When you open the MLSsoccer.com Chalkboard and look at Paunovic's statistics in the 2-0 Seattle win, you'll see that he was involved in 113 events, or singular instances of activity on or around the ball. Only Sheanon Williams had more on the night. Paunovic completed 38 passes, and his distribution in both halves of the field was split right down the middle. 19 passes were completed in the Seattle half, and 19 passes were completed in the Union half. 22 of those completed passes went forward or side to side, while 16 went backwards. In other words, Paunovic's involvement was a 50/50 combination of safe midfield distribution and more attack-minded passing in Seattle's half.
Farfan's natural role
The other major change to the Union shape is the insertion of Michael Farfan into his more comfortable midfield role. We first saw Farfan in this role against Columbus, when he appeared to be lined up next to Brian Carroll in a more defensive role. But as he spent more time in the midfield, the rookie looked to be essentially in a free role, able to move left, right and forward, picking his spots to attack or stay put.
In the bigger picture, Carroll is your rock-solid, space-eating defensive midfielder, while Paunovic and Farfan move around the field freely.
The presence of three centrally-based midfielders enables the Union to squeeze the center of the pitch by drawing Paunovic and Farfan deeper. Conversely, Philadelphia can also press the opposing defense by drawing in their wingers and clogging the passing lanes. If the opposing defense decides to clear over the top to bypass high pressure, Danny Califf or Carlos Valdés are there to win the ball back for the Union.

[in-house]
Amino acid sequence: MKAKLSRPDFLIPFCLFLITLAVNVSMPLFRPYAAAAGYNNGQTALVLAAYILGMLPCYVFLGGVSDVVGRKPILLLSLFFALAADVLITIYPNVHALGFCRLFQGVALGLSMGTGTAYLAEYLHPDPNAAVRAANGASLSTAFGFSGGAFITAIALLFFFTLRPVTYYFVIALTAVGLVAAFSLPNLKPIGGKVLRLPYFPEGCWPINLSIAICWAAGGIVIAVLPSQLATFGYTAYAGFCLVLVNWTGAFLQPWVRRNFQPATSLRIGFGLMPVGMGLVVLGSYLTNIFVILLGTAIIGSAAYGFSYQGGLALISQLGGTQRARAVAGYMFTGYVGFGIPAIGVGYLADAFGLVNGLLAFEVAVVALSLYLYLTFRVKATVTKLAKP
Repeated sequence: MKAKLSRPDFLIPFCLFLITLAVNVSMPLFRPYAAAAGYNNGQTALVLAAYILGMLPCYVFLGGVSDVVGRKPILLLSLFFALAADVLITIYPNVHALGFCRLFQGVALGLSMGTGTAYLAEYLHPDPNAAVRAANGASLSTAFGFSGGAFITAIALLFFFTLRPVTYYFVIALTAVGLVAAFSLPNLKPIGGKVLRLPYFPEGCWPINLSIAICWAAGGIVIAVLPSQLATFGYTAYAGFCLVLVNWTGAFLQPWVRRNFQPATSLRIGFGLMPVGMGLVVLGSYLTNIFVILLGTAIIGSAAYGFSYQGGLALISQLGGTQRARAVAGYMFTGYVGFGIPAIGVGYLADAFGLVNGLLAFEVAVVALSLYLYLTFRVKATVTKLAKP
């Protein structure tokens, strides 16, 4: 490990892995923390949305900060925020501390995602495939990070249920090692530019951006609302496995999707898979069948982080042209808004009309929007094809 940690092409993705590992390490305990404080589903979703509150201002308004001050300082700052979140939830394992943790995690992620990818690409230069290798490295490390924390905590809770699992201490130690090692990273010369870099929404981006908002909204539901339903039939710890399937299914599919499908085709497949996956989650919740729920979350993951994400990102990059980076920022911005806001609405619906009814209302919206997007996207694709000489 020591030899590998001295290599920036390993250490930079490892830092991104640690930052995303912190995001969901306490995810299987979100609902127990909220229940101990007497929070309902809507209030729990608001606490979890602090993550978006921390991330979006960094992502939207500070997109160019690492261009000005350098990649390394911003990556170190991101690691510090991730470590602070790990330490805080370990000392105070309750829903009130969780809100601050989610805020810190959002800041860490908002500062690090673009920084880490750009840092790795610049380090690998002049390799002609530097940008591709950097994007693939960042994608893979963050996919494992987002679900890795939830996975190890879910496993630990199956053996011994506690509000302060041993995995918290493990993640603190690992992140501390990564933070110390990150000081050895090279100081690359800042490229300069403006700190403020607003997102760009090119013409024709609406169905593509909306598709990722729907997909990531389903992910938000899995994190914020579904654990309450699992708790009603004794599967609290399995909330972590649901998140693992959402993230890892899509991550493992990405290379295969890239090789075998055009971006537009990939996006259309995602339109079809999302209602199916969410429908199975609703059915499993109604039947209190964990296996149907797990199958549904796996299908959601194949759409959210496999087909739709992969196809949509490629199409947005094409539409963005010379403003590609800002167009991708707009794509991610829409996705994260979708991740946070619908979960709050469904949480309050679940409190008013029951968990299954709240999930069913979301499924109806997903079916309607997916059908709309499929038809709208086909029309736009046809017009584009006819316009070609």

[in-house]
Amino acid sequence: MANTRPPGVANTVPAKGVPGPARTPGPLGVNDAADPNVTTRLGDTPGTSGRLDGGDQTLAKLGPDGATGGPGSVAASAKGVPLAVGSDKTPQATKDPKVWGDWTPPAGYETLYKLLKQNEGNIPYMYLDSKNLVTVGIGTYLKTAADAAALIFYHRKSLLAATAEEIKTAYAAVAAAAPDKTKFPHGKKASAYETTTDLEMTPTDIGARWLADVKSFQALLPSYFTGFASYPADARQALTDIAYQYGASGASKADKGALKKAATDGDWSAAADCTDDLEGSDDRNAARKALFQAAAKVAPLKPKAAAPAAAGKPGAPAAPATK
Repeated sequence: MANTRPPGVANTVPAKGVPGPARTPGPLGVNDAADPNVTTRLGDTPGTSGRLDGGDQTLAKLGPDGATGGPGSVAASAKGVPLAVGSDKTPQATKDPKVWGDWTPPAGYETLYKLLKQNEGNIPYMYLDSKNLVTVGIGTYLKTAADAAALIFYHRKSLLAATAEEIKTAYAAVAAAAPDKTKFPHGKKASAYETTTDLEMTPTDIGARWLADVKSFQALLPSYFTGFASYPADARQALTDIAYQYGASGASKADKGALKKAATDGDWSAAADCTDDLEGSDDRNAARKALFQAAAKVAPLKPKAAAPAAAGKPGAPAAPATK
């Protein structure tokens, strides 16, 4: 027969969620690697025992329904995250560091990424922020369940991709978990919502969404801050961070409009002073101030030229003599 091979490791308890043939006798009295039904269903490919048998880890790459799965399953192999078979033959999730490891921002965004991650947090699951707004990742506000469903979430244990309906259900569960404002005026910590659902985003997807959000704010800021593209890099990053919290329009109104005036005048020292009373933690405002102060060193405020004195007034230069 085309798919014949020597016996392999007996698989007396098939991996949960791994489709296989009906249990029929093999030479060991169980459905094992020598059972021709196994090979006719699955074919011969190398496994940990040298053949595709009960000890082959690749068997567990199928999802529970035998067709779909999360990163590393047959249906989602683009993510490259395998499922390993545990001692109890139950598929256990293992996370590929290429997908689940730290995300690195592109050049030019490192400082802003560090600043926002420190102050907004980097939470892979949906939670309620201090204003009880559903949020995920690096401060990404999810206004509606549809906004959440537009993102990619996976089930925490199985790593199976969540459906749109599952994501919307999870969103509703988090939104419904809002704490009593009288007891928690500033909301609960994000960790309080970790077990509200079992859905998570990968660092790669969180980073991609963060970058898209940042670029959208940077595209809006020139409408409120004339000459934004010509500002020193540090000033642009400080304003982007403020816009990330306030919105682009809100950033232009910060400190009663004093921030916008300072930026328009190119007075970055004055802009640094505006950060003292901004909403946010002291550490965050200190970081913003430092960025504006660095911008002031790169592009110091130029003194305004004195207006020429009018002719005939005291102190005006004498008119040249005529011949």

On the wings
With acres of space in the final third, wingers can push forward in a 4-5-1, but the Union's outside midfielders don't necessarily play that way.
Justin Mapp is good in wide areas, but he prefers to cut inside on his left foot. Mapp is skilled at running at defenders, but he's not a true burner who will race to the endline and cross into the box.
The same can be said for Freddy Adu and Roger Torres, who are both better centrally. The playmaking pair are more deliberate in their approach and will sink inside in order to find the ball.
As a result, Williams and Gabriel Farfan have done a good job getting forward and taking advantage of the available wide space. Adu's goal against Seattle was the product of Farfan pushing into the final third and taking on James Riley 1v1. Paunovic's dangerous header in the first half came from Williams' cross.
When the 4-5-1 becomes a 4-2-3-1
Amobi Okugo has seen increased playing time recently, and his presence changes the way the formation plays. Okugo is a more defensive-minded midfielder, which turns the hybrid 4-5-1 into more of a 4-2-3-1.
After experimenting with the 4-2-2-2 early in the season, the Union found most of their success swapping between the 4-2-3-1 and 4-1-3-2. With Carlos Ruiz out of the picture, and Danny Mwanga injured recently, the 4-5-1 became Philadelphia's default look almost unintentionally. While Jack McInerney is available to partner Le Toux up top, Nowak has used the talented 19-year-old sparingly as an attacking option late in games.
When Mwanga returns to the lineup, he'll strengthen an already deep bench that includes the likes of Kyle Nakazawa, Zach Pfeffer, and Stefani Miglioranzi. The availability of flexible role players gives the Union a plethora of second half options, a major reason why Philadelphia's bench has been a critical part of the club's success.